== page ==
Ghana might lose opportunities presented by her new potential as a major gas producing country in the West-African Sub-Region if she failed to resolve the current power challenges, Mr Goosie Tannoh, an Energy Consultant said in Accra on Tuesday.
Addressing a dialogue session at the Third Ghana Policy Fair, Mr Tannoh said Ghana’s current status as an important oil producing country presented her with a major growth of the industrial sector to ensure employment and general economic growth.
However, the numerous challenges of the energy sector, in terms of ensuring sustainable power supply to boost the performances in the industrial sector, had accounted for their poor performances.
Mr Tannoh, contributing on the topic “Meeting Ghana’s Energy Needs-Current Status and Preparations for the Future” said Ghana had come a long way in terms of sustaining her energy supply needed to major industries such as Volta Aluminum Company (VALCO) and other manufacturing sectors.
He said Ghana’s current status as an oil producing country was bound to attract major heavy duty industries, such as steel and fabrication, which would need substantial energy supplies to boost their productions.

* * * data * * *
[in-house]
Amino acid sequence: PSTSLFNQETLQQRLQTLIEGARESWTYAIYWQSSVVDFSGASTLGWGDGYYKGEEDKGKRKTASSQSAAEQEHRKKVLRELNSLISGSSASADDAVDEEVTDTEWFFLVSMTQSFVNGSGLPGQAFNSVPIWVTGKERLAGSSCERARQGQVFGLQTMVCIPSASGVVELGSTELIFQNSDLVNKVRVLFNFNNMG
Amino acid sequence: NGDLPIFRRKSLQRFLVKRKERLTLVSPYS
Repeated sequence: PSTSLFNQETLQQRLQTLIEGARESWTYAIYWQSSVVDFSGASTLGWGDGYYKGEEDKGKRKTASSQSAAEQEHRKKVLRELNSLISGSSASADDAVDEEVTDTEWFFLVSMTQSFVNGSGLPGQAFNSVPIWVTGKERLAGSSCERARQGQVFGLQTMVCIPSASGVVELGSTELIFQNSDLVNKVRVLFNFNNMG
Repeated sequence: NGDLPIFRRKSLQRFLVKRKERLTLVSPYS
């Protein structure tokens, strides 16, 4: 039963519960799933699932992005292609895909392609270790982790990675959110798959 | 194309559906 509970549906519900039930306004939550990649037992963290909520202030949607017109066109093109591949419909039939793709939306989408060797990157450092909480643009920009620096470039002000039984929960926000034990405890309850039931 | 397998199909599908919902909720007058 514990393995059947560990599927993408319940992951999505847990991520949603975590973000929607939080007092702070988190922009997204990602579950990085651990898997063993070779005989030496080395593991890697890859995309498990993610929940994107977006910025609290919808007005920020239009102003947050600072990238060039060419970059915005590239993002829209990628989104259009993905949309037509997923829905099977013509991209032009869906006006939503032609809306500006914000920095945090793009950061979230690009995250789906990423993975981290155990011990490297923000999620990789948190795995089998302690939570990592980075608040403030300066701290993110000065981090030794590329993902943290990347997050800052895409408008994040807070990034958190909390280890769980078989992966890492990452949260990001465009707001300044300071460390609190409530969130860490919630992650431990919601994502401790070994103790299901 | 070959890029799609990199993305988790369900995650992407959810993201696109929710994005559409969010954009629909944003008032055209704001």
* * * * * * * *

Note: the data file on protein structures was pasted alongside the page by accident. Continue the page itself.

“We cannot afford as a nation to allow such an opportunity to just lip by, while we keep on making excuses for our inactions as a nation,” he said.
Mr Tannoh suggested realistic pricing for Ghana’s electricity consumption, saying the prices of electricity must be economic enough to ensure efficient, sustenance and quality of service delivery by both the Volta River Authority (VRA) and the Electricity Company of Ghana.
He called for the strengthening of the energy sector reforms to ensure institutional reforms for accelerated performances in the sector for national development.
Mr Tannoh suggested that to achieve the desired results, the issue of energy must be devoid of partisan politics in order for the country to make the required headway of becoming a third world developed country.
Alhaji Inusah Fuseini, Deputy Minister of Energy, said a grand total of investment required for Ghana’s energy sector was estimated at about $13.2 billion.
He said these investments were needed in two key areas of the energy sector that is the oil and gas industry, as well as the power sub-sector to ensure efficiency.
Alhaji Fuseini indicated that the country’s vision for the energy sector was to develop a dynamic energy economy that would secure reliable supply of high quality energy services for all sectors of the Ghanaian economy and become a major exporter of oil by 2012 and power by 2015.
He said the oil and gas sector alone required a total of nine billion dollars and the power sector needed 4.2 billion dollars.
Alhaji Fuseini however, indicated that government was exploring alternative sources of energy, such as solar and thermal to boost its hydro-power supply, adding that, such sources of energy were expensive.
He called for stakeholders support and private partnership in solving Ghana’s energy problems.